Tuesday, April 2, 2024

Conflagration! Fire destroys Montréal’s lower town in 1734 by donalee Moulton

                                                       Click here for purchase information.

My new book Conflagration! follows the arrest, trial, and execution of Marie-Joseph Angélique, an enslaved black woman accused of burning down Montréal’s merchant quarter more than 250 years ago. Here’s where it all started.


 The soldiers are beating a warning on drums that can be heard throughout the streets. Soon troops are running through town with buckets, ladders, shovels. The town crier can be heard in the distance. He says only one word, over and over and over.


My boots are on, and I am heading out the door. It is the law. All able-bodied men must report to the scene of the conflagration to assist. I take a cloth to wrap around my mouth. The smoke is starting to fill the streets, and it will be intense the closer I get to the blaze.

I turn to kiss Madeleine goodbye. She has a shawl on. “Where are you going?”

“With you.”

“Absolutely not. You can’t fight a fire.”

“But I can help those in distress.” With that my wife and my unborn child are out the door and heading down rue Saint-Antoine. I look at her retreating back, proud and perturbed.

We follow the crowd, the drums, and the voice of the town crier to rue Saint-Paul. The street is in flames. The de Béréy house is consumed. It was only yesterday I stood inside that home, admired its design and its furniture, spoke with its owner.

We form a brigade; bucket after bucket after bucket of water is passed and poured on houses that line both sides of the street. To no avail.

In less than three hours it is over. The fire has won. More than forty homes are gone. Gone. Reduced to black ash, burnt stubs of wood, and tar, from the water that was tossed everywhere in a futile attempt to squelch the flames.

Also burnt to the ground – again – is the Hôtel-Dieu de Montréal. The sisters who run this convent and hospital are outside helping those who have sought refuge. A few buildings remain to offer sanctuary including a private courtyard, a small chapel, and a garden. People gather here, at what is often considered to be the heartbeat of Montréal. Mercifully, no one is seriously hurt. No one has died. But families are without homes, their servants and slaves displaced. Businesses destroyed. I see the Panis slave from the de Béréy house and the servant girl who answered the door. They are drinking tea; others are drinking sweetened brandy. They all look past me.

Neighbors and nuns are handing out blankets and offering comfort. Fortunately, the night is mild, wrapped now in a layer of damp smoke. I look from across the street at the human remnants of the fire, at the sisters who scurry to lend aid, at the neighbor woman who holds a child while its mother consoles another. I lock eyes with the neighbor woman through the heavy haze. I know those eyes.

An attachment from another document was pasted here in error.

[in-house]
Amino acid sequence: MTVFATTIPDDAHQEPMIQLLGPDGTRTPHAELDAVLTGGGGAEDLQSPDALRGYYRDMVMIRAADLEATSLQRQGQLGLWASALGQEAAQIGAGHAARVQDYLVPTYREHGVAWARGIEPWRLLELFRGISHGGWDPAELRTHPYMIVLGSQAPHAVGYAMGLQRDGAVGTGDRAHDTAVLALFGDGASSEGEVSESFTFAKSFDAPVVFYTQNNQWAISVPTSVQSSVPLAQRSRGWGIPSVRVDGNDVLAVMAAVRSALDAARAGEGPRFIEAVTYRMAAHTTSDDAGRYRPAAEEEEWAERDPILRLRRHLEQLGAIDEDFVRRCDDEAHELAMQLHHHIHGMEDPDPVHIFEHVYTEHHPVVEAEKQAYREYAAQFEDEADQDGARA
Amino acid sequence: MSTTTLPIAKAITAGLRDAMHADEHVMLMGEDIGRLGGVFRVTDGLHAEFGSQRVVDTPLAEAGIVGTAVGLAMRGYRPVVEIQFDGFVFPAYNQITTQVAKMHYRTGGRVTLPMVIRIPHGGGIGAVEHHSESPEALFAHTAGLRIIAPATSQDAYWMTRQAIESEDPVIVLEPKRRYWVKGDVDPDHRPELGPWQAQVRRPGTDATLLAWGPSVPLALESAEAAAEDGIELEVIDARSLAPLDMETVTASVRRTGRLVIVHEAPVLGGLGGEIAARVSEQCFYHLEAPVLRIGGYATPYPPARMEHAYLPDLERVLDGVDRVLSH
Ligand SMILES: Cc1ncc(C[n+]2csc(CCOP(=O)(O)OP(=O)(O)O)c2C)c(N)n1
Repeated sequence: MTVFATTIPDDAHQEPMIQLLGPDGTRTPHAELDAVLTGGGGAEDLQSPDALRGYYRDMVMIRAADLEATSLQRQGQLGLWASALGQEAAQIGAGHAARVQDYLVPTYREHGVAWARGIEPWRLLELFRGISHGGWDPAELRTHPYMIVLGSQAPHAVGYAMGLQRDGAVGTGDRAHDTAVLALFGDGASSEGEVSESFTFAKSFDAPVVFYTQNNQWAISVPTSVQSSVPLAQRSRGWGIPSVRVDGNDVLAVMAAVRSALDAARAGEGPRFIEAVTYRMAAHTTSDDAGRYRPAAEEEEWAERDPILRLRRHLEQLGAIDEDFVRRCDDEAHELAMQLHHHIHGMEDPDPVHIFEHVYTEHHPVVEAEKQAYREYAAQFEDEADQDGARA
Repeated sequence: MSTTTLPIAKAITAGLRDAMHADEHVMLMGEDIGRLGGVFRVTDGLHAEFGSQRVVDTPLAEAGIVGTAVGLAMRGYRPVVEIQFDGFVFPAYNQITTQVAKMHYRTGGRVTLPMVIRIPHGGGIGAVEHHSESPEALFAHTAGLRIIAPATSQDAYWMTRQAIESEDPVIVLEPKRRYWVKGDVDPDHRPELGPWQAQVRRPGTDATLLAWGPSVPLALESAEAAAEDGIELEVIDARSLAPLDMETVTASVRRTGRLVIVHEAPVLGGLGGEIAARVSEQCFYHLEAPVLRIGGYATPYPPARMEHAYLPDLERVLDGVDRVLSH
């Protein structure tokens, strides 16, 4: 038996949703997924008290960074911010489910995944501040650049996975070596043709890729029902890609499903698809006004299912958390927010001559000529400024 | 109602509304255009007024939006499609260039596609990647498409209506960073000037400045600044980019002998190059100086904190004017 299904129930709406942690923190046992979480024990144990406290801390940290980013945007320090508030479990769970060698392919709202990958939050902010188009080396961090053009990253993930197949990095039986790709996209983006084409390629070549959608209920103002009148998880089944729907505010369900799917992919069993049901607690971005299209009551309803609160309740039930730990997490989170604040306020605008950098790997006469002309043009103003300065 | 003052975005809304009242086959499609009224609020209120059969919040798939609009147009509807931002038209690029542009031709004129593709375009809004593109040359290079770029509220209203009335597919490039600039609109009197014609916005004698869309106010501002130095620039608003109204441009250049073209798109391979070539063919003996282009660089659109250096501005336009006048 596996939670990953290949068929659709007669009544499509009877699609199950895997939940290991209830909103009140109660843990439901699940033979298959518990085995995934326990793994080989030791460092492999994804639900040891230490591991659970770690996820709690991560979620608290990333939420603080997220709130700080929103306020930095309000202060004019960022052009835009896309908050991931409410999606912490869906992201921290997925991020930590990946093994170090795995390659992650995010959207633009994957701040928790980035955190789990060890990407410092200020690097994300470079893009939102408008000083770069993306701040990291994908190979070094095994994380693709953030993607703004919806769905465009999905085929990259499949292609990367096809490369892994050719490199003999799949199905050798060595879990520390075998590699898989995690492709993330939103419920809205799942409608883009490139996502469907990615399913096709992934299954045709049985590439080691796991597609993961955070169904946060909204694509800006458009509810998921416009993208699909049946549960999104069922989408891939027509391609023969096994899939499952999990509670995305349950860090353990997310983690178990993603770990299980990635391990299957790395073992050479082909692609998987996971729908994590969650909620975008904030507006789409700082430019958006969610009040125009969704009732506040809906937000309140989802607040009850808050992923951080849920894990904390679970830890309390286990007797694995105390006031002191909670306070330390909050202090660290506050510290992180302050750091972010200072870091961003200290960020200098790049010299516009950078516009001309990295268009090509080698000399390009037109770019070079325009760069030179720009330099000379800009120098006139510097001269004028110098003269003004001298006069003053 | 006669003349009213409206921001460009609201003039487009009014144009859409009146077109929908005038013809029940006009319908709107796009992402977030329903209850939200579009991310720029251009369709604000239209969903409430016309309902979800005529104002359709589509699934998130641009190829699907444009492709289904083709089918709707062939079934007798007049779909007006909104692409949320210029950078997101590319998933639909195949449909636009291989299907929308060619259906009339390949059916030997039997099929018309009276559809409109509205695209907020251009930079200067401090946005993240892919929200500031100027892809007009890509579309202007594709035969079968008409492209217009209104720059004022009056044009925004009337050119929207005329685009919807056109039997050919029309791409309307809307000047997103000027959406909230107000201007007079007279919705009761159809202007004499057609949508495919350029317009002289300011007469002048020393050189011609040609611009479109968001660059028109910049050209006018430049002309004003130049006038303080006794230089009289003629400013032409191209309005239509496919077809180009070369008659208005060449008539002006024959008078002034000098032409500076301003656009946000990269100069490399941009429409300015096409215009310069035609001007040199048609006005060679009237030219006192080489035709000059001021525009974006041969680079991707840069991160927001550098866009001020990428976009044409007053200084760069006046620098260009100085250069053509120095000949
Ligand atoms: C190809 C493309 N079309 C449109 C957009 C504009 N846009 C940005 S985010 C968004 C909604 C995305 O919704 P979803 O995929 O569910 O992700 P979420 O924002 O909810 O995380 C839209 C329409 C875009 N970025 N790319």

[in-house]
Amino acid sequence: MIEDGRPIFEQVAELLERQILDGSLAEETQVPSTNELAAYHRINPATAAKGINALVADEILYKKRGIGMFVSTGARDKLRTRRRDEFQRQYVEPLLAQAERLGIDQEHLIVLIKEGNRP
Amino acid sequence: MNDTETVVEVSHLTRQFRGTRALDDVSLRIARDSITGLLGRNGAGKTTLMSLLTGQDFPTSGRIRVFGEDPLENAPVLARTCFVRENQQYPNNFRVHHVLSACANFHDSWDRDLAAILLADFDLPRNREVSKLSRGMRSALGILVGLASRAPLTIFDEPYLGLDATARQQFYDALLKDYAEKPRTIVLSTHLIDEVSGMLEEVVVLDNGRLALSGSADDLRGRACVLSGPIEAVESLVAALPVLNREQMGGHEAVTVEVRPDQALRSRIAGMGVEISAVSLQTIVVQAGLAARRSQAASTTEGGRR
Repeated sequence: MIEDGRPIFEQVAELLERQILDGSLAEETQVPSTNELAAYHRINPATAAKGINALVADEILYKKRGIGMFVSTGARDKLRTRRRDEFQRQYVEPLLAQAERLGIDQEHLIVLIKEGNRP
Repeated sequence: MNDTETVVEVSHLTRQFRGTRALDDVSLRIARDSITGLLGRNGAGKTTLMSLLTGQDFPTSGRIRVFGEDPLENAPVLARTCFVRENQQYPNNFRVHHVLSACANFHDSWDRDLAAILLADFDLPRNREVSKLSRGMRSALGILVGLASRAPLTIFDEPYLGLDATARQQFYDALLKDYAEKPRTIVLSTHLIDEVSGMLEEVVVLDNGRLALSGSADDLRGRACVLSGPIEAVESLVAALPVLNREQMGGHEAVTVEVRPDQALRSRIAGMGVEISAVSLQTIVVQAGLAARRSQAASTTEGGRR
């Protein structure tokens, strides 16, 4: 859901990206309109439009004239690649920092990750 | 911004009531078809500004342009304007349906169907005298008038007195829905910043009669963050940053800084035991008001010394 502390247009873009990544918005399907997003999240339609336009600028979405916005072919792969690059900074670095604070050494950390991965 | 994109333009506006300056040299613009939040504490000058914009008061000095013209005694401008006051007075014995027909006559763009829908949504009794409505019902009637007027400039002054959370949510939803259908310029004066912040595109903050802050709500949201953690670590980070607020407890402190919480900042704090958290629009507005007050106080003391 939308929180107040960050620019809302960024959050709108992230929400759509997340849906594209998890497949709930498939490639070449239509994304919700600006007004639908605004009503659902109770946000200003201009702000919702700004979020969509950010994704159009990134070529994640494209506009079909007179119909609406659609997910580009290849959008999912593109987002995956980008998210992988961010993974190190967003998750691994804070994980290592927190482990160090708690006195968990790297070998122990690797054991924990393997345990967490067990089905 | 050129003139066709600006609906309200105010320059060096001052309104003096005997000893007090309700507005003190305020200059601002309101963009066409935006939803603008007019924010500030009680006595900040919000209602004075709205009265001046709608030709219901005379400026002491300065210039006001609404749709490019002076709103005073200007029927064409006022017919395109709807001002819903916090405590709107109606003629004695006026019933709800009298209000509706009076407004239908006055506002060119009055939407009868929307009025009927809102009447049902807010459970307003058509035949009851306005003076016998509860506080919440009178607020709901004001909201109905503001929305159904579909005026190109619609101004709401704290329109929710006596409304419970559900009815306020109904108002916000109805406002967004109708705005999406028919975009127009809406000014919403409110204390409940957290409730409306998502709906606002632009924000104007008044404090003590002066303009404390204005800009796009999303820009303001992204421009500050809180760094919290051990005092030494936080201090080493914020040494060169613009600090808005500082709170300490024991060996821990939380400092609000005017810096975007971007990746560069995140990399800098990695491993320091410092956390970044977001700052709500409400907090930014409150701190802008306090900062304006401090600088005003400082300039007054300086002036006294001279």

* * *

We start to make our way home slowly. Our bodies are heavy; our hearts carry the same load. I have never experienced a fire like this. We have been warned, of course, but those warnings pale in comparison to the reality. There is solace only in knowing that we did all we could as a community. I wonder, somewhere in the recesses of my mind, if we did all we legally could have done. But that is a question for another time. Now is the time to mourn what has been lost.

I hold Madeleine’s hand. We are about to leave rue Saint-Paul behind us when we hear banging of the drums. François Roy, the town crier, has an announcement. It is perhaps more devastating than the debris and ash that surrounds us.

Marie-Joseph Angélique, Black slave of Thérèse de Couagne de Francheville, set the town of Montréal on fire.

Before there is time to think, to absorb this news, a man in the hospital courtyard turns to the slave woman at the centre of the firestorm. He, too, accuses her of setting the fire, insists everyone knows this. I see people nod their heads. I anticipate their will be trouble.

There isn’t. Marie-Jospeh Angélique confronts her accuser. There is no vacant stare, no deference here. No one, she says, would be so stupid as to light their own home on fire.

There is merit in the argument. I wonder if it is an argument that would win out in a court of law. I will soon find out.



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